Mac Botnet: How To Ensure You’re Not Part of the Problem

As reported recently all over the blogosphere, the world’s first Mac-based botnet is active after infiltrating people’s systems in January by way of a trojan hidden inside pirated iWork’09 installers. If you downloaded and installed iWork’09 from a torrent, binary newsgroup, or any other source not from Apple’s (s aapl) trial download links or official DVDs, you have a high likelihood of infection and need to do something about it.

We’re not here to judge — we are here to help. So if you know you’re possibly at risk, you should immediately determine if you are infected or not, and if you are rid yourself of infection.

Manually Determining Infection

To manually determine if you are infected or not, fire up a terminal (run There are three ways to detect infection and all three should be used for thoroughness. The Trojan masquerades by the name iWorkServices and this is the key to determine infection.

1. Check for the process running
sudo ps aux |grep -i iworkserv |grep -v "grep"
This checks that no process is running containing the name iworkserv on your system. If this returns anything at all, you are most likely infected.

2. Checking for opened file
sudo lsof -i -P|grep -i iworkserv
This checks that no process with the name containing iworkserv has any open files on your system, and no files containing iworkserv are opened by anything else. If this returns anything at all, you are most likely infected.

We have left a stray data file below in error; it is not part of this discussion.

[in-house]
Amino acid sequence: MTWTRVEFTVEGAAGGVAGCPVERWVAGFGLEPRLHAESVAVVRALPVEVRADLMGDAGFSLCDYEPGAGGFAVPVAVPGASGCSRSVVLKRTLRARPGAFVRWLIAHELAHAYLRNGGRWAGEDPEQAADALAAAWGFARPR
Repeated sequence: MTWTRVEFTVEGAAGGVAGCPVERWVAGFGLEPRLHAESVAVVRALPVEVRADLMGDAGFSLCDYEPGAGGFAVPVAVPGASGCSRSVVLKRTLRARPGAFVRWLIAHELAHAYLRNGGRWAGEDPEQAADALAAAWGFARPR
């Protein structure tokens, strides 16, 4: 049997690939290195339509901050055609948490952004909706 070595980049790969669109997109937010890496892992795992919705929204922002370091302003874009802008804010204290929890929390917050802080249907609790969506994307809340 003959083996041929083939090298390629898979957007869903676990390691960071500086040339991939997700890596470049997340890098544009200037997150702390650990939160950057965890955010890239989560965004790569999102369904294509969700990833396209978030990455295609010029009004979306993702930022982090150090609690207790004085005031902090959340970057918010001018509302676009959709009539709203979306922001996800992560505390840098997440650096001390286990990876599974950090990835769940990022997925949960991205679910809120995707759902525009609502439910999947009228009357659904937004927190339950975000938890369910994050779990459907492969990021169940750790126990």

3. Checking for the files on your hard drive
sudo find / -iname "iworkserv*" -print
This searches your hard drive from top to bottom, inside and out, looking for a file starting with iworkserv. If this returns anything at all, you are most likely infected.

Quick Detection and Removal

The people over at SecureMac have posted a simple (and free) tool that will detect and rid you of infection. If you even think there’s a slight chance of infection, you should run this. This will scan your system and inform you if you need to clean the infection. If so, it will offer to clean it for you. For peace of mind, you can test manually with the steps above before and after cleaning, to ensure removal is complete.


There is a strong debate relating to how necessary virus checking is for Macs. The situation is clearly becoming more risky, so I take the middle ground by running the full MacScan software as a scheduled process once a week. This gives me peace of mind that I will identify anything within a week, without slowing down my system with a constantly running process checking every file I open.

But crucially (and I cannot stress this enough), the most effective prevention is to be careful what you download and install — and especially be careful what you enter your admin password for. I’ve never had an infection on Windows or Mac in my life and they’re not hard to avoid if you keep your systems updated with security patches and don’t download and install without prejudice. Just as you look left and right before you cross the road, look before you install.